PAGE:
Upon returning, I discovered the Styrofoam framework that protected the P1 in shipping hacked into jagged and flaky chunks with specks of white littering the floor.
“Kyle! What happened to the packaging?”
“Oh. I stepped on it. Sorry.”
“No big deal!” I chuckled it off. Kyle and I then stomped on the remaining foam like raving idiots. Like I said, we were not cool. And obviously not intelligent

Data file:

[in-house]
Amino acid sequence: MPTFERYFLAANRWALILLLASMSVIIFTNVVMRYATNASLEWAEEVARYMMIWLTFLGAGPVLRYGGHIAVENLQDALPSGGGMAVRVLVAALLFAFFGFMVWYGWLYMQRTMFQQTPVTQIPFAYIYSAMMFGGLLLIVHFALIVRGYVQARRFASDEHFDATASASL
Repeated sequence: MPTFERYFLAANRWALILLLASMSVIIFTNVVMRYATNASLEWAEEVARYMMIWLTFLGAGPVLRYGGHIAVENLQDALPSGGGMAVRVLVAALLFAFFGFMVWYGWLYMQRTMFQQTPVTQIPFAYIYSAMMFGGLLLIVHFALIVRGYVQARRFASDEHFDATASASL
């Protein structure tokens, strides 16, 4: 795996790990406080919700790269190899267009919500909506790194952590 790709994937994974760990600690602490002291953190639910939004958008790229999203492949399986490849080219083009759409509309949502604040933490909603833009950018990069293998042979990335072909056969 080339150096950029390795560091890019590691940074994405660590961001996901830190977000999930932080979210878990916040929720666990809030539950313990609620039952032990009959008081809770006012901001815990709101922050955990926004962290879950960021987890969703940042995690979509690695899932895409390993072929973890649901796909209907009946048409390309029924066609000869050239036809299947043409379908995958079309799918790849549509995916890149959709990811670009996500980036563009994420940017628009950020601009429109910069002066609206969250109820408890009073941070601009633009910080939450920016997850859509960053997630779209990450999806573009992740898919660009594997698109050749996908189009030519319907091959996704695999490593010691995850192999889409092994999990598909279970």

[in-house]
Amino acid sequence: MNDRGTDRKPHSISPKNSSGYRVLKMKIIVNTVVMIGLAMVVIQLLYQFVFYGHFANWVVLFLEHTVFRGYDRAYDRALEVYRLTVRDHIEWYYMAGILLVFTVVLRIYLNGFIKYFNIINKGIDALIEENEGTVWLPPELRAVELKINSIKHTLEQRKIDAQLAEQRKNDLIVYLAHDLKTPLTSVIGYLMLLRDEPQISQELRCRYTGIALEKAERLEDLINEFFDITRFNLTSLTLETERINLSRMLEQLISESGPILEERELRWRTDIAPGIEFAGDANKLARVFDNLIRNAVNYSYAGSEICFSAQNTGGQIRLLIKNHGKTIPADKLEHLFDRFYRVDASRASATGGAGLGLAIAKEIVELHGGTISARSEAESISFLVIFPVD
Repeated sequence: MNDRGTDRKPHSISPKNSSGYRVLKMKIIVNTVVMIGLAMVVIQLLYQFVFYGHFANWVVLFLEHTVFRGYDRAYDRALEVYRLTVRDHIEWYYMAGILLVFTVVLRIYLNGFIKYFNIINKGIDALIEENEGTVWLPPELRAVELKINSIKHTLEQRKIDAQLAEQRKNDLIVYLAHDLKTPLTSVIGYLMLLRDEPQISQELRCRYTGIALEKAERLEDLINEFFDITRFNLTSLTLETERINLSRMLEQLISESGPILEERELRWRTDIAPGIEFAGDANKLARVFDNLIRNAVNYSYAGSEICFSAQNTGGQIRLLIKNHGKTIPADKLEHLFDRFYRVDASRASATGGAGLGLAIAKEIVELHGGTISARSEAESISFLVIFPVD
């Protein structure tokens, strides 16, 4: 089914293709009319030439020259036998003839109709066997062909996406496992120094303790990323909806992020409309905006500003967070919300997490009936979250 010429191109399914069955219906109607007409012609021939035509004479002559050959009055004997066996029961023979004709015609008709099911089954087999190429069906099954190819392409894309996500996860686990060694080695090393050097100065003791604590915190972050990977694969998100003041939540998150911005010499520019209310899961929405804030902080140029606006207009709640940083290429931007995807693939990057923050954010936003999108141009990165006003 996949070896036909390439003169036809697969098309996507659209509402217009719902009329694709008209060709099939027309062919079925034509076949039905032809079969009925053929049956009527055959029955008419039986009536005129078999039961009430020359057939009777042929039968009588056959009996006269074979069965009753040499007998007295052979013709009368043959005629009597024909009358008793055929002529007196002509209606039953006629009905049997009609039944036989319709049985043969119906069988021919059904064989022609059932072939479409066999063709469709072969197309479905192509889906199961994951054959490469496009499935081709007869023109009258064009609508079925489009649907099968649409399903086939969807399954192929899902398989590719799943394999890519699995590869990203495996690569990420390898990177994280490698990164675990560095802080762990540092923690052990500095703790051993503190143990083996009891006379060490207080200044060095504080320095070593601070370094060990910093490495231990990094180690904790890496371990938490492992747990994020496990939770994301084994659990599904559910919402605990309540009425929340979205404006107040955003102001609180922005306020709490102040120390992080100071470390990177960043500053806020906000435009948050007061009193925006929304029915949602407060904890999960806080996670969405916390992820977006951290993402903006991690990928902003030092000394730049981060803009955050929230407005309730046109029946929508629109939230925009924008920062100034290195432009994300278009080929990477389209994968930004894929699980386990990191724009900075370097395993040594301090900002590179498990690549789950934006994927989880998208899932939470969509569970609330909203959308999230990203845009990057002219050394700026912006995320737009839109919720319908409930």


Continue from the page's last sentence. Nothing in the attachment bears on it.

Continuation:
From the East Village, I moved to Gramercy. From Gramercy, I moved to Crown Heights, and from Crown Heights, I moved to Kensington. For each of those moves, I packed my turntable as follows: wrap the glass platter in a pair of long underwear then covered by another pair of long underwear, blanket the turntable in sweatshirts and cushy pants, and stuff the box with towels. Never was there an easy or stress-free move with the P1. Like an old and heavy couch or a fragile set of dishes, I dreaded moving it because I always feared it would wreck in the move. I already lost the Yamaha receiver in the move to Gramercy. I couldn’t take another loss. Looking back, I wish I had requested new foam from Sound Organisation, the Rega distributor. I wish I had never left that Styrofoam on the floor. I wish I had paid attention to JA’s wrath whenever a writer would send in a product with mangled packaging. I continue to live with that choice of thoughtlessness of leaving my packaging on the floor to be cracked in half by the stray foot of karma, tossed in a dumpster, and preventing my P1 from a consistently safe (the P1) and stress-free (me) move.